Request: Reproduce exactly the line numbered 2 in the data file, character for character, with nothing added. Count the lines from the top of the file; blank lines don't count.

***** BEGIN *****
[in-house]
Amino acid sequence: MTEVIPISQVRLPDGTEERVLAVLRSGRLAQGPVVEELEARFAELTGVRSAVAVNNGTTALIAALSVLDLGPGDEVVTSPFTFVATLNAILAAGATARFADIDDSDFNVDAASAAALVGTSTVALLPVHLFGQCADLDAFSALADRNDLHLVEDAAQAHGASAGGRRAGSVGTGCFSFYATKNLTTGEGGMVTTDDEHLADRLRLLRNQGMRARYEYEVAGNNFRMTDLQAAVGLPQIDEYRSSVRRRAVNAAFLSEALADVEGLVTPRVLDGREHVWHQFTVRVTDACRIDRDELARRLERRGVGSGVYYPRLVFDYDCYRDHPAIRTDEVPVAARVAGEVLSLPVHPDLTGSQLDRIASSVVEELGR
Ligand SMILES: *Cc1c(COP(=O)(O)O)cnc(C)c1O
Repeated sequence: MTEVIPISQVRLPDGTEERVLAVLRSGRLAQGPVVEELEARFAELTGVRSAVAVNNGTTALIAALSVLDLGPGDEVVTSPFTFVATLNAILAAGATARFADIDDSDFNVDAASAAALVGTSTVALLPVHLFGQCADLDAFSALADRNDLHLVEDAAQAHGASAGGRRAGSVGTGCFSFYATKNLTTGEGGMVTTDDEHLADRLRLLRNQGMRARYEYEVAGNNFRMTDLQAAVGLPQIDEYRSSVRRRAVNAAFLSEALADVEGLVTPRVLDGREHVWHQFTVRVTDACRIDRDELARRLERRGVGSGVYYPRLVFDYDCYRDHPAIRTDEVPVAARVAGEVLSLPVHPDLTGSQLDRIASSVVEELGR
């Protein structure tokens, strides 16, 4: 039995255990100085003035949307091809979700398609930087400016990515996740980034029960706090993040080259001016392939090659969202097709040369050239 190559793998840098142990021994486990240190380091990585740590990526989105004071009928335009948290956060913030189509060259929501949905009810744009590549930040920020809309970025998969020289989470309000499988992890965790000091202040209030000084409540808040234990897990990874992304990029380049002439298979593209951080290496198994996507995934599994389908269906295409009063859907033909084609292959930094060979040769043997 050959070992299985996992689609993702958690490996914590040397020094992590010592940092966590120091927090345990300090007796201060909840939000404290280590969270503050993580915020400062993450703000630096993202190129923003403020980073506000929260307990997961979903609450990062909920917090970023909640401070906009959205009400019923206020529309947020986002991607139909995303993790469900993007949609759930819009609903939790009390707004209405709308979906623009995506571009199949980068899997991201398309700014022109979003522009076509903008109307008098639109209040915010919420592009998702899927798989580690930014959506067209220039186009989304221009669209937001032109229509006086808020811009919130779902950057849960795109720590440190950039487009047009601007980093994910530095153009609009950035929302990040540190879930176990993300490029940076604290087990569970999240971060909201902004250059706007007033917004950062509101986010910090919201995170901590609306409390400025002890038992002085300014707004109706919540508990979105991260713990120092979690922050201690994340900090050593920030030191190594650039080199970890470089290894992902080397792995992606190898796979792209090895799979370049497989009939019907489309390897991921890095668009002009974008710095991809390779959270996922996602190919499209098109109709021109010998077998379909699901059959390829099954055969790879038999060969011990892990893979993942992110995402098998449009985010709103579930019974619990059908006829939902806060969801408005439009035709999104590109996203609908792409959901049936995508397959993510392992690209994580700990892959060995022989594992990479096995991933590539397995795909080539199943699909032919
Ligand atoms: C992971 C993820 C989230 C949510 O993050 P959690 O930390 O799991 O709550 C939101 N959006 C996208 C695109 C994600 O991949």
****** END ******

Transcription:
Amino acid sequence: MTEVIPISQVRLPDGTEERVLAVLRSGRLAQGPVVEELEARFAELTGVRSAVAVNNGTTALIAALSVLDLGPGDEVVTSPFTFVATLNAILAAGATARFADIDDSDFNVDAASAAALVGTSTVALLPVHLFGQCADLDAFSALADRNDLHLVEDAAQAHGASAGGRRAGSVGTGCFSFYATKNLTTGEGGMVTTDDEHLADRLRLLRNQGMRARYEYEVAGNNFRMTDLQAAVGLPQIDEYRSSVRRRAVNAAFLSEALADVEGLVTPRVLDGREHVWHQFTVRVTDACRIDRDELARRLERRGVGSGVYYPRLVFDYDCYRDHPAIRTDEVPVAARVAGEVLSLPVHPDLTGSQLDRIASSVVEELGR